Lots of factors you can’t control influence the success of your podcast. But you can control your intent. And you can learn to apply that intent with purpose across your podcasting efforts.
Every rational podcaster intends on making a great podcast. That’s good because I can assure you that every rational listener intends to only listen to great podcasts. No one intends to listen to a podcast that’s just “meh” or “ok”. Our intent, as listeners, is to listen to shows we think are going to be great. Unfortunately, some of the shows we wind up listening to-and making-fall short of that goal.
Intent matters in podcasting.
Don’t Sweat The Podcasting Stuff
The idea of intent in podcasting isn’t new, but it was brought home to me last night during a remote barre class I was taking. Barre is an exercise form that is intense and precise, relying on small motions isolating particular muscles. Do it sloppy, and it’s easy. And you’ll see no benefit. Do it with intent, as the instructor reminded me, and it’s hard. And with the effort-and intent-comes the benefits.
The advice of fellow podcaster George Hrab suddenly made sense. Geo is much more serious about his workouts than me. And it shows. He also doesn’t listen to podcasts or even music when he works out. I always thought that was nuts, as gym-time (back when we had gym time in the Before Times) was a great “found time” method of churning through podcasts. But not for George. He focuses all of his intent on his workout. And did I mention it shows?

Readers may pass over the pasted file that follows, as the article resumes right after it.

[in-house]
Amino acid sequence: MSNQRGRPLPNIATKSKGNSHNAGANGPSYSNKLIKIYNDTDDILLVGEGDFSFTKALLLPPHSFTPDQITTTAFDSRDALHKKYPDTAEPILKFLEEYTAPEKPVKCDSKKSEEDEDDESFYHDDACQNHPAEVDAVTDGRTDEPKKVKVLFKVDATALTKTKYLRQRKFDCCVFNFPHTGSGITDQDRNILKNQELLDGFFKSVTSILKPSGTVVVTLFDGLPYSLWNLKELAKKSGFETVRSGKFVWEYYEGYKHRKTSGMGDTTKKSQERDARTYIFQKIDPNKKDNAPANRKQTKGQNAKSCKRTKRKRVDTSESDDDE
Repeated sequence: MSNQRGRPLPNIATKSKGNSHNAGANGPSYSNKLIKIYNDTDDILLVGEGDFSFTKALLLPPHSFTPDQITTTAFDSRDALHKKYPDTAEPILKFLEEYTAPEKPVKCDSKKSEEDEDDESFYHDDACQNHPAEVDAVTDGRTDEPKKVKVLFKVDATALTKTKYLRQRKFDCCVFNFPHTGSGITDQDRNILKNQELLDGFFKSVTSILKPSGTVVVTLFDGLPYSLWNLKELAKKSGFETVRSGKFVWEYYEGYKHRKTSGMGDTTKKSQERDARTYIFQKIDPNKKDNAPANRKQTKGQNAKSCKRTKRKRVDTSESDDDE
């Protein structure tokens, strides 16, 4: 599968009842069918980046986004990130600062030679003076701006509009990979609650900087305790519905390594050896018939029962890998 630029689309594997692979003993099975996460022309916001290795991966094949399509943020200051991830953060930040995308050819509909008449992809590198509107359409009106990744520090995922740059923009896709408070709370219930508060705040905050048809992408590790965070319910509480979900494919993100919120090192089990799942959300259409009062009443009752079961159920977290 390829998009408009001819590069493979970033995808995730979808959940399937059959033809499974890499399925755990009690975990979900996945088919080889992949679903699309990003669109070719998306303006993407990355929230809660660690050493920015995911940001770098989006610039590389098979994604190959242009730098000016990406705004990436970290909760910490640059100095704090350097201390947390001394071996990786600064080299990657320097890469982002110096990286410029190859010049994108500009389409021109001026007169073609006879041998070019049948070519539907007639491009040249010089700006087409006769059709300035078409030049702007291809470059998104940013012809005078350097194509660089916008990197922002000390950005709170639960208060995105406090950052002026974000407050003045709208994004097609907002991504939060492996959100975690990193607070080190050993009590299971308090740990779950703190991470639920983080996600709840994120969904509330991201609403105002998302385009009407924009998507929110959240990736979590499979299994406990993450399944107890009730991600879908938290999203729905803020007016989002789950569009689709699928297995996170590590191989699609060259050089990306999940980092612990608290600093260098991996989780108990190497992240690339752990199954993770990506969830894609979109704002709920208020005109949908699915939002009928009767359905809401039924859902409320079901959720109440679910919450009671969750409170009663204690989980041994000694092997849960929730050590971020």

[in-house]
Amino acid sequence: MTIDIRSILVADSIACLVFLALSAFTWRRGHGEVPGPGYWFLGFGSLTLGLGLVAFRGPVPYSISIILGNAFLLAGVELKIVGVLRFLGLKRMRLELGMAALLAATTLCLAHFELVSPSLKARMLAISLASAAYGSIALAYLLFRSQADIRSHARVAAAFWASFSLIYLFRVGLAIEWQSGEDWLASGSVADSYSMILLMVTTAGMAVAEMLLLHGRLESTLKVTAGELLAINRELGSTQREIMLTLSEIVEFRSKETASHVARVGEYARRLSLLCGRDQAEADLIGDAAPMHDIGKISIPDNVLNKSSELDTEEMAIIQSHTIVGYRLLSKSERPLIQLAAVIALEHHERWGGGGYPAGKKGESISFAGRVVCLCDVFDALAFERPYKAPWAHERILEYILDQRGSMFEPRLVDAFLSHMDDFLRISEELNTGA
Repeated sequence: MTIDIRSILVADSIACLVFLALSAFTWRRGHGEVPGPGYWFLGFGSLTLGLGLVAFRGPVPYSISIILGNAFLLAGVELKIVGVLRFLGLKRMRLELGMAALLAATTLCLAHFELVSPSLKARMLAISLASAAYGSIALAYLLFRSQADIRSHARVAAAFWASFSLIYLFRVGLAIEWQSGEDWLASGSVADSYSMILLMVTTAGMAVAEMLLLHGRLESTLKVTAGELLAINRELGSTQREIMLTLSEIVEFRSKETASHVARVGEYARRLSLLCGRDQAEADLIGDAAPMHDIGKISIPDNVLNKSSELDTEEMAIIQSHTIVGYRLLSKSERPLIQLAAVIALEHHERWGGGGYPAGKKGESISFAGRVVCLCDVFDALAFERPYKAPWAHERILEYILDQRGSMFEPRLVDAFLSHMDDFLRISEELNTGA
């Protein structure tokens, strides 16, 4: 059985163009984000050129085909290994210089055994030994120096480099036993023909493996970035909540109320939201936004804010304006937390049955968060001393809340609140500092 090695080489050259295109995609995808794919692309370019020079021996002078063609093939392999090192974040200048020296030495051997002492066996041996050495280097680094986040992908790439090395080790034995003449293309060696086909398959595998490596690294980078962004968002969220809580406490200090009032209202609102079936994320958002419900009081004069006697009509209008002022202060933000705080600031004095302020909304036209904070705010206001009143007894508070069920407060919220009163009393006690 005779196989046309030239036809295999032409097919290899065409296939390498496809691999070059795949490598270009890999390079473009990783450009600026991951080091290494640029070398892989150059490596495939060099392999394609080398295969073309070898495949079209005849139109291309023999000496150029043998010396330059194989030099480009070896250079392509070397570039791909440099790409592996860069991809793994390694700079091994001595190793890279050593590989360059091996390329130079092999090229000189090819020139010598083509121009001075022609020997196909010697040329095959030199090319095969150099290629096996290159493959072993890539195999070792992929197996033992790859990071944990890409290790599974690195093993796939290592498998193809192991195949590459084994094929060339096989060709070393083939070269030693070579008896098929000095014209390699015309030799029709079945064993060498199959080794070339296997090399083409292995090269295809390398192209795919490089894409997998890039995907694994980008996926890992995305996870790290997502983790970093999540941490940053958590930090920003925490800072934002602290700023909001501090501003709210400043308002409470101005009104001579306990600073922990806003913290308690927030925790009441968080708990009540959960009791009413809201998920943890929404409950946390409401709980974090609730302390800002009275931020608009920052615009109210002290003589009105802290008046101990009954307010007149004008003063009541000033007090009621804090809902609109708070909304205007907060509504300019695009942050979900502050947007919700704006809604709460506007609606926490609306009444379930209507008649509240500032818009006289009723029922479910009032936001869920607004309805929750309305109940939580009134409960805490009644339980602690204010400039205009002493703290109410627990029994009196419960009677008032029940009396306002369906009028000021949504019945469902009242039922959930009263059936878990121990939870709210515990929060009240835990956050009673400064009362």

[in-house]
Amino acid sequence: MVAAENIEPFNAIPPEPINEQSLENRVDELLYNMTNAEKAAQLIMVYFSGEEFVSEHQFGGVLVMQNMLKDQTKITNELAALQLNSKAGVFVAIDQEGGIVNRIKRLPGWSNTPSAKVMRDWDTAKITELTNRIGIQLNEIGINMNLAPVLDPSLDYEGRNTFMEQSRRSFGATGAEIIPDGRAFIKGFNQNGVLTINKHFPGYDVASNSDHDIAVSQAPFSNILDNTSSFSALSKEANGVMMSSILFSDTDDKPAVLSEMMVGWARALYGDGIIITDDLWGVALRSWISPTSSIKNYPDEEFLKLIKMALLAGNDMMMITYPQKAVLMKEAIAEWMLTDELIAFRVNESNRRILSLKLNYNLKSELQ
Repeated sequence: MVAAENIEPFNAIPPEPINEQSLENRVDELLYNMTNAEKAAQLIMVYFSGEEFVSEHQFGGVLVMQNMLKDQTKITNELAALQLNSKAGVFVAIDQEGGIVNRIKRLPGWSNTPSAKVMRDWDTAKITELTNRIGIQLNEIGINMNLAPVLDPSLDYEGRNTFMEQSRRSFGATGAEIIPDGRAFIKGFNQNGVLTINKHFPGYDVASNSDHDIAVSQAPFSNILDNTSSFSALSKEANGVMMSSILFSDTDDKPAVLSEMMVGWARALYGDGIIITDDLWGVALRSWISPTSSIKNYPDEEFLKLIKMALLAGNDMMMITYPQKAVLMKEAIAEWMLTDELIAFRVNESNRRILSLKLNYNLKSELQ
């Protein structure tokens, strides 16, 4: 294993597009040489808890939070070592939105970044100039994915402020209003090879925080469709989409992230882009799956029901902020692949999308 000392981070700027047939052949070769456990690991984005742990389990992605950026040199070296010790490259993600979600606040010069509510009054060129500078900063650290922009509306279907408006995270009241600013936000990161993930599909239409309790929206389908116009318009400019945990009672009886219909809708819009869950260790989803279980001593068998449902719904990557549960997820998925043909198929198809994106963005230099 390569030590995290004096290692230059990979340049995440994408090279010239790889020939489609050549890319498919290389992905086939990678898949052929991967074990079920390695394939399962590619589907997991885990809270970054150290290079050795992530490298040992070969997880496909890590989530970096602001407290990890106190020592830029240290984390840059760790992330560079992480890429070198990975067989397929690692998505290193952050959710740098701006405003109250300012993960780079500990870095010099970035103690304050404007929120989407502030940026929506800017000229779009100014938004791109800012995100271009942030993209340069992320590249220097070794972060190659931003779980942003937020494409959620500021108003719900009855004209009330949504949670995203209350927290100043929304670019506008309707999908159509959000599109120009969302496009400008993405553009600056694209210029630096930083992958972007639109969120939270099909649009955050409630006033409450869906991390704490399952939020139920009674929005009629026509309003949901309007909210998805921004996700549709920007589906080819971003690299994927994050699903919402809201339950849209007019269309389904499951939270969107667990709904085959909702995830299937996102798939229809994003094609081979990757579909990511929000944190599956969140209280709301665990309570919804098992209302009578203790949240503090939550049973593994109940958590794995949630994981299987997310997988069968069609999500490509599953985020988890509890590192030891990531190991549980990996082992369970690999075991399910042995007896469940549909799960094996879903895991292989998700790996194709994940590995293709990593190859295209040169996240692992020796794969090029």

So from my sweaty realization with my leg hiked behind me and hip flexors complaining to your awaiting ears and eyes, I give you seven ways you can apply intent to your podcasting efforts. Seven ways you can break out of your habit (and my habit) of going through the motions and really focus on what it is you’re doing when you’re doing podcast-y things.
Select Your Podcast’s Guests With Intent
If your show, like many shows, features guests, examine your intent when choosing guests. Why are you inviting a particular person on your program? There are lots of reasons. Some suggest you invite big-name guests with big-time followers so that your show gets a boost when the guest shares the episode. And I can’t argue against the math.
But how does that intent serve your audience? Are you able to cultivate and expose good nuggets from your guest for your listeners if the entire reason you brought on the guest is to boost your numbers? That doesn’t sound like a good basis to build an interesting conversation upon.
Publish Your Podcast’s Episodes With Intent
It’s a lot of work to put out a podcast episode, a reality I understand as well as anyone. So I’m not immune to, when the audio file is finally done, the overwhelming desire to just get the damned thing out there. Now, please, and as quickly as possible! And with the least amount of work!